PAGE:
Formaldehyde, a colourless chemical used in mortuaries as a preservative, can also be found as a fungicide, germicide and disinfectant in, for example, plywood, particle board, hardwood panelling, and the “medium density fiberboard” commonly used for the fronts of drawers and cabinets or the tops of furniture. As the material ages, it evaporates into the home as a known cancer-producing vapour, which slowly accumulates in our bodies.
While the flame retardants commonly used in sofas, chairs, carpets, love seats, curtains, baby products, and even TVs, sounded like a good idea when widely introduced in the 1970s, they turn out to pose hidden dangers that we’re only now beginning to grasp. Researchers have, for instance, linked one of the most common flame retardants, polybrominated diphenyl ethers, to a wide variety of potentially undesirable health effects including thyroid disruption, memory and learning problems, delayed mental and physical development, lower IQ and the early onset of puberty.
Other flame retardants like Tris (1,3-dichloro-2-propyl) phosphate have been linked to cancer. As the CDC has documented in an ongoing study of the accumulation of hazardous materials in our bodies, flame retardants can now be found in the blood of “nearly all” of us.
These synthetic materials are just a few of the thousands now firmly embedded in our lives and our bodies. Most have been deployed in our world and put in our air, water, homes and fields without being studied at all for potential health risks, nor has much attention been given to how they interact in the environments in which we live, let alone our bodies.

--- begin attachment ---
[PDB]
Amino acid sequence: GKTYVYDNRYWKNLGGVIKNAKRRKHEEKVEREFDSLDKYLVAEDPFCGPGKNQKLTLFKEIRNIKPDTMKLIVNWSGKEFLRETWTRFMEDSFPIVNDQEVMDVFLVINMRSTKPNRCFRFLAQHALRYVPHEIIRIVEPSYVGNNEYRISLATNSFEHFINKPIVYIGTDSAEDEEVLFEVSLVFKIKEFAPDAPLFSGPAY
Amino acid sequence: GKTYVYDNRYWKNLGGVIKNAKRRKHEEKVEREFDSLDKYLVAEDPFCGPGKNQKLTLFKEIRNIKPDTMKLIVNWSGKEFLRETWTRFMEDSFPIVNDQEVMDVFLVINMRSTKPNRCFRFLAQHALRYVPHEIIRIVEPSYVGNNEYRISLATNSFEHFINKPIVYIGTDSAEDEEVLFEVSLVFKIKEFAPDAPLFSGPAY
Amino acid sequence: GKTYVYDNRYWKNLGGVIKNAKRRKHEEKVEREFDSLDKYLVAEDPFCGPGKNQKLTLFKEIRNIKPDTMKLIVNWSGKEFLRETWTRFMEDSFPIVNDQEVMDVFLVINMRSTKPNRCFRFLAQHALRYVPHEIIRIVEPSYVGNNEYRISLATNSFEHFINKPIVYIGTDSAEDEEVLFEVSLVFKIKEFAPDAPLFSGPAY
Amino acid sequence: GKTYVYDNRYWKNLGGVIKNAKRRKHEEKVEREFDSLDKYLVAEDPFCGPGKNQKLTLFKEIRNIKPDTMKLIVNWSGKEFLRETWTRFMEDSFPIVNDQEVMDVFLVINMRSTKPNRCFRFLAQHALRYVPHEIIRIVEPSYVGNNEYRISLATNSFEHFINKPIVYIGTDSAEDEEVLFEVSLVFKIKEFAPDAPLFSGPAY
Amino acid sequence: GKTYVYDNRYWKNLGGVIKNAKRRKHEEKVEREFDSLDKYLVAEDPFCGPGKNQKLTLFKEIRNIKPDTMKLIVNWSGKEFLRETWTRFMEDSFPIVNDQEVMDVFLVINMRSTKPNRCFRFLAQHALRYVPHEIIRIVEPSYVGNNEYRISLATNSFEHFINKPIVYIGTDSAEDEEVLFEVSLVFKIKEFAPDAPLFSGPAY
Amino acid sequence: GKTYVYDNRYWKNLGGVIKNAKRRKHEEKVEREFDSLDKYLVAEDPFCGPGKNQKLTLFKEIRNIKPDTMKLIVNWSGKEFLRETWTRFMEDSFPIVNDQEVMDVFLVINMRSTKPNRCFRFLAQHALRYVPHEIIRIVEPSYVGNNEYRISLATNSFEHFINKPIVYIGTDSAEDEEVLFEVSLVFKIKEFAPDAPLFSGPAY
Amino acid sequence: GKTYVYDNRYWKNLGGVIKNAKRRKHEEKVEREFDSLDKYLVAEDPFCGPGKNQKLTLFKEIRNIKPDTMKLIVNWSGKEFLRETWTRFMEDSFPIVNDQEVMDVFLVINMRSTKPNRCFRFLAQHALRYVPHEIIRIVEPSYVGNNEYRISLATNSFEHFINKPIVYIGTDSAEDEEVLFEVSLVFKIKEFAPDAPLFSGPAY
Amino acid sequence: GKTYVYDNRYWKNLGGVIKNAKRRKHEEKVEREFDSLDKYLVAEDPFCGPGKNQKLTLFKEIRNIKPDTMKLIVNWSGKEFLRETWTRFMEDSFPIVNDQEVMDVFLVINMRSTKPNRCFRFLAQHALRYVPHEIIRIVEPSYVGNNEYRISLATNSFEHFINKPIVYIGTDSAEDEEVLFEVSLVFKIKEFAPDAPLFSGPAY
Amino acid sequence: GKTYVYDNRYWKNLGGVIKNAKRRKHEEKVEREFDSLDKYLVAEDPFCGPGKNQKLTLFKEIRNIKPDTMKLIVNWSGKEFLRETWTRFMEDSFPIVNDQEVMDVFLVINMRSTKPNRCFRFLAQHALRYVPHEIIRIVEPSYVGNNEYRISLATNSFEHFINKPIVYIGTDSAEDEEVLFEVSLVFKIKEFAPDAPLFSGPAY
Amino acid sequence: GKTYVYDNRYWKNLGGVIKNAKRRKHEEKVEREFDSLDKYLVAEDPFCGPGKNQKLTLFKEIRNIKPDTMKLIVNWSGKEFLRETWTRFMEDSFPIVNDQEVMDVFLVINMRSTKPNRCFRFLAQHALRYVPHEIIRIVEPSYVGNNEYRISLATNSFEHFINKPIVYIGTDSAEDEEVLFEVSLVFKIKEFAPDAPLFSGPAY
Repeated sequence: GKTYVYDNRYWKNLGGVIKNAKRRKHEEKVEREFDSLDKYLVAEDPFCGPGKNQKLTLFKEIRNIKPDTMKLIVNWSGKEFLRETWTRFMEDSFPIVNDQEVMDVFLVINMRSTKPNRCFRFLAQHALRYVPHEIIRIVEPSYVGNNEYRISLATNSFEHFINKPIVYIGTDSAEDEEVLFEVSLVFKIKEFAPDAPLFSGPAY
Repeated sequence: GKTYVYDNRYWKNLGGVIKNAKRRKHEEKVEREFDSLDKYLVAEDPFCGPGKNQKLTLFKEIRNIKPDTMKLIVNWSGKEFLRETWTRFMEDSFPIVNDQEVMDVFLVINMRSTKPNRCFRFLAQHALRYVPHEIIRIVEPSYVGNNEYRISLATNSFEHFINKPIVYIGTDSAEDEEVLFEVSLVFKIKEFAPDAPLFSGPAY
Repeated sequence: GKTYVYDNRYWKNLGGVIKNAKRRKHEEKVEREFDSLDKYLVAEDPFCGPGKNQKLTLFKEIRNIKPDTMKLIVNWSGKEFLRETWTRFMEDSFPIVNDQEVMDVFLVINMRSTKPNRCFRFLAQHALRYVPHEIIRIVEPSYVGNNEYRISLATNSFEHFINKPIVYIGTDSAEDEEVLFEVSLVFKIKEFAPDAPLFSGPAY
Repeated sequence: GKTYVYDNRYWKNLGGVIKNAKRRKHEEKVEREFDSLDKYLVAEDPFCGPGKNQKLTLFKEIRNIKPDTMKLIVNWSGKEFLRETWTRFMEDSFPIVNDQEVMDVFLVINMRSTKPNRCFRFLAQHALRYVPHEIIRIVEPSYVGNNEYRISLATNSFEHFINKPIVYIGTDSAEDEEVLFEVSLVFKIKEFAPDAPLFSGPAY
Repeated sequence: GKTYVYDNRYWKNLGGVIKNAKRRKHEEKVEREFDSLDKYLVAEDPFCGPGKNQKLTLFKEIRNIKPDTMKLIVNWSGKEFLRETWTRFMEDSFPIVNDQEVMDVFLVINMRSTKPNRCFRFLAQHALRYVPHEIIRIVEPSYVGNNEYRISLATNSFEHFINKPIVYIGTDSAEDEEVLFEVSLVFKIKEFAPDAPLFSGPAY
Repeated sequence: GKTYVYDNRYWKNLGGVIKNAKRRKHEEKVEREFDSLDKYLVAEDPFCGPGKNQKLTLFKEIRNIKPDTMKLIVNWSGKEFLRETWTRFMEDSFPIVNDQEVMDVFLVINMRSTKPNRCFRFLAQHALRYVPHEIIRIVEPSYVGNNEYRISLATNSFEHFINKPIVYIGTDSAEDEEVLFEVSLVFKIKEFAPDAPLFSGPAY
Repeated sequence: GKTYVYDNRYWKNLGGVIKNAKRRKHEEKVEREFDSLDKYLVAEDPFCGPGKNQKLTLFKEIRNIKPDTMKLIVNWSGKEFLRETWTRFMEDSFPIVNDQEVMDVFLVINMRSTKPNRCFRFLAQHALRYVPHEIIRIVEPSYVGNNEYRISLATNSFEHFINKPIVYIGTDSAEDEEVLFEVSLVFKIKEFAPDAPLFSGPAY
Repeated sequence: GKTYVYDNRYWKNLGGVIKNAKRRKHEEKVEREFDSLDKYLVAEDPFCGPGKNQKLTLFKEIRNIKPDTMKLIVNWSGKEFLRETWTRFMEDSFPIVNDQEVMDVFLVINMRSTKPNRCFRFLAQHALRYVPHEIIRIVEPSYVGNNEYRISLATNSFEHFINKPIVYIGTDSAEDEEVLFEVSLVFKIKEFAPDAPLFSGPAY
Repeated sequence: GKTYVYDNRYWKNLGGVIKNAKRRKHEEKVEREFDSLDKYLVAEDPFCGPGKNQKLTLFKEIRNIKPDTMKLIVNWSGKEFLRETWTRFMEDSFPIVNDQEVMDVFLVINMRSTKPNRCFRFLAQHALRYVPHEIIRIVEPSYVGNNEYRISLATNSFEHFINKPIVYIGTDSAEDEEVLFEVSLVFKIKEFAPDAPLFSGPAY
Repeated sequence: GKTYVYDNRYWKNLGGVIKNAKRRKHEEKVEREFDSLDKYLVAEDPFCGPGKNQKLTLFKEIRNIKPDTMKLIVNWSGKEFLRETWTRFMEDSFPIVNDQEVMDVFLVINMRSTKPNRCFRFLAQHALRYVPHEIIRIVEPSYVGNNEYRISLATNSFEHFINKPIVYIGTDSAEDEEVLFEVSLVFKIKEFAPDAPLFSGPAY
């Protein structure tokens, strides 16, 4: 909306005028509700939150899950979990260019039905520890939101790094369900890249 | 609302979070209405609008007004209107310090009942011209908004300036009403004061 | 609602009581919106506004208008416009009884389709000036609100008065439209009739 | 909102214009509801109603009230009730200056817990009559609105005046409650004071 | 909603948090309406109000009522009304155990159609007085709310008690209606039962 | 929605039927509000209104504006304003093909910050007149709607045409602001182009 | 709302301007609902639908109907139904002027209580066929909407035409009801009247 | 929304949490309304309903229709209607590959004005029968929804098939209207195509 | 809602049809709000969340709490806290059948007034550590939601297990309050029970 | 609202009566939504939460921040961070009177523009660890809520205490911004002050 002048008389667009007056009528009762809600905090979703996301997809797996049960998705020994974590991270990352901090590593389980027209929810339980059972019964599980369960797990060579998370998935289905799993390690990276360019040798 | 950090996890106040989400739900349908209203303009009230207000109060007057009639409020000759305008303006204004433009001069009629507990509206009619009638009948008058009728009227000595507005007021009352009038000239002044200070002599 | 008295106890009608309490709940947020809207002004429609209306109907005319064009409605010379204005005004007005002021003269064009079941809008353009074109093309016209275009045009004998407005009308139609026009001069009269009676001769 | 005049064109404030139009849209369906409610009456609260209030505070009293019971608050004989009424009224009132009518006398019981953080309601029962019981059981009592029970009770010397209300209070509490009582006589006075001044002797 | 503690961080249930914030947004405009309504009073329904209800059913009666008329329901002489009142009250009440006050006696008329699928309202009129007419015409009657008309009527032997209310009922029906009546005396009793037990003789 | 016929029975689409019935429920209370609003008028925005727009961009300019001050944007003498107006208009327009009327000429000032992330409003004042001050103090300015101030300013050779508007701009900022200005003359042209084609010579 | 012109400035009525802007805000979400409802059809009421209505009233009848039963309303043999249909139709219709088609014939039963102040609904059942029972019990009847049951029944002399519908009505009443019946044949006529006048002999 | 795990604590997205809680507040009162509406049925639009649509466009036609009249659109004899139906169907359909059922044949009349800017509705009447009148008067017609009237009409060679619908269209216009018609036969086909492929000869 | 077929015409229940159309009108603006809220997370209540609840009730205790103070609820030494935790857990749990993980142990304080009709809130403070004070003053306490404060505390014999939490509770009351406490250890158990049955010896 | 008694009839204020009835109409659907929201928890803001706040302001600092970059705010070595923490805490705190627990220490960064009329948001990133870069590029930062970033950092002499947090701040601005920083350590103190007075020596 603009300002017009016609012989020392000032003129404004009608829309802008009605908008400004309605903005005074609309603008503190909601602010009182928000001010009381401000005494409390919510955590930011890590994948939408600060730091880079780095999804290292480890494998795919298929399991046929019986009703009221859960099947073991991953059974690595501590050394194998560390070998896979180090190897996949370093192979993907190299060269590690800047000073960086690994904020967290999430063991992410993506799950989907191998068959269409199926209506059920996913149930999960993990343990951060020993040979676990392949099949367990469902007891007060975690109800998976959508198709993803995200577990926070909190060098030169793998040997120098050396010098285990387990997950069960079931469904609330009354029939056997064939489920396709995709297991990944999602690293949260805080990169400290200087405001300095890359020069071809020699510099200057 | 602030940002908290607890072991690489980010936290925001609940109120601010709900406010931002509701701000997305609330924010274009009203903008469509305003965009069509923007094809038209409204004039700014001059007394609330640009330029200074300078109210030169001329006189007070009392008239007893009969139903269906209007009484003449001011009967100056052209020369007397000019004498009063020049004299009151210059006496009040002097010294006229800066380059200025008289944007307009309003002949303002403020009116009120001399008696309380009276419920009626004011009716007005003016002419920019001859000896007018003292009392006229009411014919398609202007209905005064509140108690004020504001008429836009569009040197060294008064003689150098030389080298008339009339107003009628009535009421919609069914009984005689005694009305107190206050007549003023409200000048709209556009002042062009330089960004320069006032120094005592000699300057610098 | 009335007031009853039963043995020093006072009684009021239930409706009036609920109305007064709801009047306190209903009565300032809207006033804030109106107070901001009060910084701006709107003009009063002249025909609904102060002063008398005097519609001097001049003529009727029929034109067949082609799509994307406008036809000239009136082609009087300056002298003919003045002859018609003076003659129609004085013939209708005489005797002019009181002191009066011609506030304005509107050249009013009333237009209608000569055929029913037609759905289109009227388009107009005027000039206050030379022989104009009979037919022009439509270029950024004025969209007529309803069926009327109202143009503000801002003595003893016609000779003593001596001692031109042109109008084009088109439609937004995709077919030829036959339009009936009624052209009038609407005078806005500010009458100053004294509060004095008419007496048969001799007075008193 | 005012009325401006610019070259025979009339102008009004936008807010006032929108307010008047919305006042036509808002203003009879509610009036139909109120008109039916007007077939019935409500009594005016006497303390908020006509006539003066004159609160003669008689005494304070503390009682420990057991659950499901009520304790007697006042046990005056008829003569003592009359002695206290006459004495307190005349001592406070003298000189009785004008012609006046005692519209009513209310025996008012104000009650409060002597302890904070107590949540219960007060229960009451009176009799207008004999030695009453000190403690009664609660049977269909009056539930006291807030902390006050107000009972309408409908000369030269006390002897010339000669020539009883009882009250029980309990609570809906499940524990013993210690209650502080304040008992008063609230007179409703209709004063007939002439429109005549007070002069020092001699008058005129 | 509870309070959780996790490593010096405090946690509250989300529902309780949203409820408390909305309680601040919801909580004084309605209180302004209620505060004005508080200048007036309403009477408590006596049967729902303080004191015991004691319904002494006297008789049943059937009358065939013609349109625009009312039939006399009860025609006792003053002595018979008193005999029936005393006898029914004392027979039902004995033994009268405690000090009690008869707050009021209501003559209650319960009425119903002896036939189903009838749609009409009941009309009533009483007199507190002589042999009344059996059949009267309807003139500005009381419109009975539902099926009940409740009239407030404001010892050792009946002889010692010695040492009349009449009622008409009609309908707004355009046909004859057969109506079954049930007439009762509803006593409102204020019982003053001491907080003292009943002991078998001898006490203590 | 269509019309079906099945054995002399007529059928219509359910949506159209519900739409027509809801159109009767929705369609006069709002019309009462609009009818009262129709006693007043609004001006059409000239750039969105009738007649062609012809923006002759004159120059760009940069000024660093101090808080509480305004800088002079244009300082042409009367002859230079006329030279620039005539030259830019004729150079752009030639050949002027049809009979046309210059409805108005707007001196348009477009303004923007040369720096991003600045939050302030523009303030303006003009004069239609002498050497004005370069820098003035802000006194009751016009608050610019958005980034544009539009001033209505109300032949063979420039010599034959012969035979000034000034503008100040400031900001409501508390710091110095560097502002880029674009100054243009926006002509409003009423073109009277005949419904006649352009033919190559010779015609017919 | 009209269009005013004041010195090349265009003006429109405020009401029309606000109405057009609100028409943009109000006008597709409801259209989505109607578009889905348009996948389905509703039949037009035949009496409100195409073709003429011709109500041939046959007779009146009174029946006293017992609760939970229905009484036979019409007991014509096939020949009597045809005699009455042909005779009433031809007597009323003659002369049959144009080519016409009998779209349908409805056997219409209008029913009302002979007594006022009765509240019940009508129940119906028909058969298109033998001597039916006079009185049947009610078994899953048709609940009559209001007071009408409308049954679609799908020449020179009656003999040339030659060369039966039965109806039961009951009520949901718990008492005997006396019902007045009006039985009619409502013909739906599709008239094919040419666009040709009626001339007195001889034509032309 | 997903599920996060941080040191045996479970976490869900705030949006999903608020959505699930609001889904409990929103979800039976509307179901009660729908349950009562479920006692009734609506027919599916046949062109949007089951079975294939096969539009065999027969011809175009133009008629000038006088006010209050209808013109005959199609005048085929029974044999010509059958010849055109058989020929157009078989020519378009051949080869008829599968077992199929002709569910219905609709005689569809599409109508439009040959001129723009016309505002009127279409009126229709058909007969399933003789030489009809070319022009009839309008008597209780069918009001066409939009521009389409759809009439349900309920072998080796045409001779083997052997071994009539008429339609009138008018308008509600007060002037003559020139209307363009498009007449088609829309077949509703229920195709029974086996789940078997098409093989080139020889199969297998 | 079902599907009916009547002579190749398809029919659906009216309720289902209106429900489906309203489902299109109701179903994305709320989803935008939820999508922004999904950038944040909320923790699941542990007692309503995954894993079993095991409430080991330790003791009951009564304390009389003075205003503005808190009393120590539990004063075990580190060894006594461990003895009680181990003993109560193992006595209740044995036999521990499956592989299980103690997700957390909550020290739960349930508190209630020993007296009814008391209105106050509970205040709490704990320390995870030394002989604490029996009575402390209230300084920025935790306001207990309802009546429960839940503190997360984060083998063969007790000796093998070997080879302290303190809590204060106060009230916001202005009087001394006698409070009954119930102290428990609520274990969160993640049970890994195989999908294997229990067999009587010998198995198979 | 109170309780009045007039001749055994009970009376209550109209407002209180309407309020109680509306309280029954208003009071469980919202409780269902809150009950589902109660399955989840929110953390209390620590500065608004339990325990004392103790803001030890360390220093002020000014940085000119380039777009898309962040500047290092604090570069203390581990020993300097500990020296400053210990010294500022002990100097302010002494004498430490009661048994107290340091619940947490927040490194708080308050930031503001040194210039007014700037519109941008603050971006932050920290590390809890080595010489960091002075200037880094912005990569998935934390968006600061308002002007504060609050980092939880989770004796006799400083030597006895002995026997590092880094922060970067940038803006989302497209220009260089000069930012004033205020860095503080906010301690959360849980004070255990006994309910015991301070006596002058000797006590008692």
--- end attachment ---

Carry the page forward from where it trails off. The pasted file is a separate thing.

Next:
The groups that produce these miracle substances – like the petrochemical, plastics, and rubber industries, including major companies like Exxon, Dow and Monsanto – argue that, until we can definitively prove the chemical products slowly leaching into our bodies are dangerous, we have no “right” and they have no obligation, to remove them from our homes and workplaces. The idea that they should prove their products safe before exposing the entire population to them seems to be a foreign concept.
In the 1920s, the oil industry made the same argument about lead as an additive in gasoline, even though it was already known that it was a dangerous toxin for workers. Spokesman for companies like General Motors insisted that it was a “gift of God”, irreplaceable and essential for industrial progress and modern living.
Like the oil, lead, and tobacco industries of the twentieth century, the chemical industry, through the American Chemistry Council and public relations firms like Hill & Knowlton, is fighting tooth and nail to stop regulation and inhibit legislation that would force it to test chemicals before putting them in the environment.
There can be no doubt that this is the largest uncontrolled experiment in history. To begin to bring it under control would undoubtedly involve major grassroots efforts to push back against the offending corporations, courageous politicians, billions of dollars and top-flight researchers. But before any serious steps are likely to be taken, before we even name this epidemic, we need to wake up to its existence.
David Rosner and Gerald Markowitz are the authors of Lead Wars: The Politics of Science and the Fate of America's Children.
This article was first published by TomDispatch.com
Copyright 2013 David Rosner and Gerald Markowitz